Tags » leadership

 
 
 

William J. Clinton Fellowship in India , Deadline Feb. 1

Categories: Midd Blogosphere
http://aif.org/investment-area/leadership/   William J. Clinton Fellowship for Service in India is a 10-month leadership fellowship that pairs a select number of young professionals with credible NGOs and social enterprises in India in order to accelerate impact and create effective projects that are replicable, scalable, and sustainable. Applicants must be between the ages of 21 and […]

2014-2015 Leadership Team

Categories: Midd Blogosphere

Maggie Morris, Head Peer Writing Tutor. Maggie approves time, runs evening makeup sessions and assists the Program Director.

Cate Costley, Head Mentor. Cate manages and guides the Writing and Academic Mentors attached to First-Year Seminars. She helps run evening makeup sessions and assists the Program Directors.

Robert Silverstein, Manager of Drop-in Tutors. Robert manages, supervises, assigns evening shifts, creates publicity, and assists the Program Director.

Fund inspiration! : )

Categories: Midd Blogosphere
Dear friends, passers-by, soul-mates,
help me kick off this project so that we can all support youth empowerment and help young people in Bulgaria receive the support needed to be changers, entrepreneurs, creators! Inspiration is contagious!
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Today I am opening to you and I depend on your trust in my Potential and my ability to… make a change. 

I’m currently fundraising to raise money for a project I am incredibly passionate about launching in Bulgaria- a program which will empower young people to be active citizens and contributors to their communities, in addition to walking the path of self-creation with confidence. Read more here: http://mnazer.com/2013/10/25/need-your-feedback-on-how-to-inspire-bulgaria/

My life has been immensely transformed by good people who have believed in me. From the very first months when I started my charity in 9th grade, miracles have happened and good people have opened their hearts and given support to my small, but crazily enthusiastic attempts to bring change, meaning and happiness in the world around us. The support I have received in the implementation of my ideas has been so empowering! It has given me the confidence that my ideas MATTER, that there is always a way to turn your dreams into reality!

I want to find more Bulgarian youngsters who dare to be change-makers and contributors and work with them, train them, help them run their projects and continue creating exchange of ideas, inspiration, support and knowledge.

If you want to help me, you can do so at least in two ways:

  • Donate as much as you can afford here: https://fundrazr.com/campaigns/6ds7e/ab/42GdSb? Or directly through Paypal using my e-mail (magi.nazer@gmail.com). I have set up an account to use just for the project and every contribution will be displayed at the “Contributors” page of the project website for more transparency (unless you don’t want to);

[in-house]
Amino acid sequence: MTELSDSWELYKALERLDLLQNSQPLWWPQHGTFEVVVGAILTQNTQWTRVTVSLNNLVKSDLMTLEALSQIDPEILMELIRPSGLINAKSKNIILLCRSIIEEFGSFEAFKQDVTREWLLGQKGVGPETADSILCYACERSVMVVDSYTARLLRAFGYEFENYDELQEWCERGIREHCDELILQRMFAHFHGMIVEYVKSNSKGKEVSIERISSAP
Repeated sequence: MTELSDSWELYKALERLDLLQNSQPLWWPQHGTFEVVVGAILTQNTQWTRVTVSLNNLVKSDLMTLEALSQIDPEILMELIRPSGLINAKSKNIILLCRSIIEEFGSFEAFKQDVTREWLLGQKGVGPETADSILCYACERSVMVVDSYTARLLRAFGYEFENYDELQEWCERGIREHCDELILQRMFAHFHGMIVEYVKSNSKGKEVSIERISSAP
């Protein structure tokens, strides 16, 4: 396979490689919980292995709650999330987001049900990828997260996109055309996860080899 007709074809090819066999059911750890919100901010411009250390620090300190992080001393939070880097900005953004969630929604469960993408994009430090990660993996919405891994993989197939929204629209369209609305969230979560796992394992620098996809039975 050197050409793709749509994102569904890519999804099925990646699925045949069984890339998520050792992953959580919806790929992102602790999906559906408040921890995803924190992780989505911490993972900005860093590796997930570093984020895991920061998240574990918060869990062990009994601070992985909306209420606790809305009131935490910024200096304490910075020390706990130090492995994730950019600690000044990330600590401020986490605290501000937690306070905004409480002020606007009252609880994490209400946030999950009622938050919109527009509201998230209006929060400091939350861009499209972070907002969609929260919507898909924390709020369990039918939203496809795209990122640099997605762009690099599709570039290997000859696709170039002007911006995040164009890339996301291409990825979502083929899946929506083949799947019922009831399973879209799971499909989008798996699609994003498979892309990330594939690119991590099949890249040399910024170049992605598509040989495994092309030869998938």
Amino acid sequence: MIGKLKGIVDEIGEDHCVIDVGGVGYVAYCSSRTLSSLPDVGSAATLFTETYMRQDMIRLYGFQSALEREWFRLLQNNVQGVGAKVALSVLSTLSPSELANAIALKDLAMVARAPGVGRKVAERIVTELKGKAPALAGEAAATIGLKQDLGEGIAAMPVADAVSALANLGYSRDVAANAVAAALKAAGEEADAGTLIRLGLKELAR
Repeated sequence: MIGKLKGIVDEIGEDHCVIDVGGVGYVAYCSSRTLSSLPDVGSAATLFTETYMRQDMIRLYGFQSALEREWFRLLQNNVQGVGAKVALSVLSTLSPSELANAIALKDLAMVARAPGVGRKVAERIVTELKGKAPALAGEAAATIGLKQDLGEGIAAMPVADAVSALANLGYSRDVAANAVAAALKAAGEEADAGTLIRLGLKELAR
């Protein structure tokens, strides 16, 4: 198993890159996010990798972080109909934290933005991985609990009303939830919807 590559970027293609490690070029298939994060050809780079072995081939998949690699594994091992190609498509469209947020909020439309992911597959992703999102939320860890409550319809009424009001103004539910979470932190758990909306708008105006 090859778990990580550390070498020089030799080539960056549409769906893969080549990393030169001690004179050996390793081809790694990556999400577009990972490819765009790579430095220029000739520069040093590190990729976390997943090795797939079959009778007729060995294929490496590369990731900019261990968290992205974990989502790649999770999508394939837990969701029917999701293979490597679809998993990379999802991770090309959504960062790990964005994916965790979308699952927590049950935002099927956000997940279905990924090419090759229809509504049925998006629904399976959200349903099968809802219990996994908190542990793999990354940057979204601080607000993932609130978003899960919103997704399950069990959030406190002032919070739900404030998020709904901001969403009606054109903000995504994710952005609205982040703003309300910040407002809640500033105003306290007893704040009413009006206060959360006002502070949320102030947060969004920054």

• Share: with anybody who might be enthusiastic to help!

Let’s prove that inspiration is contagious!

​Thank you in advance!​

With much love and appreciation,

Maggie​ Nazer


Self-Fulfilling Rhetoric

Categories: General, Midd Blogosphere

Anyone who pays attention to the news gets a regular dose of misery, as media outlets, and the people they quote, seem to vie for more alarming ways to recount the gridlock, stonewalling, and infighting of our nation’s leaders.

I’ve wondered if these situations are as bad as described, or if the descriptions cause the various players to act the way they are depicted (rising or sinking to expectations). What if officials X and Y were called “thoughtful and cooperative” instead? Would they try to be? And if others believed X and Y had been thoughtful and cooperative about something, would that have an impact on how they might approach X and Y in the future, perhaps setting the stage for a more fruitful encounter?

I realize the dynamics are more complex than this, but there’s no doubt that certain rhetoric can help create the very situations we are trying to abate. The national discussions about gun control and immigration reform employ loaded language and assumptions on each side of the debate, which, I believe, are not helping us find solutions to these problems and sometimes make things worse. The same can be said for discussions about same-sex marriage, or decriminalizing drugs, or affirmative action in higher education, or gender identity, or underage drinking, or women serving in combat, or immigration reform. Almost any topic comes with sets of assumptions and related rhetoric that can stop understanding in its tracks. Once people embrace assumptions, true understanding hasn’t a chance. This pattern is woven into the fabric of our society.

This is where I believe Middlebury comes in. We have an important role to play in influencing how our society converses. I think we can lead by example.

We have been making a concerted effort on campus to advance the skill and the art of talking together. We’ve set up safe places, centered on respect, where people can talk directly with one another about whatever is important to them and strive for mutual understanding—from Justalks, which debuted in J-term, to campus Open Forums to public panel discussions and other venues. I have been heartened by how many students have participated, how seriously they have taken their part, and how eager they are to learn.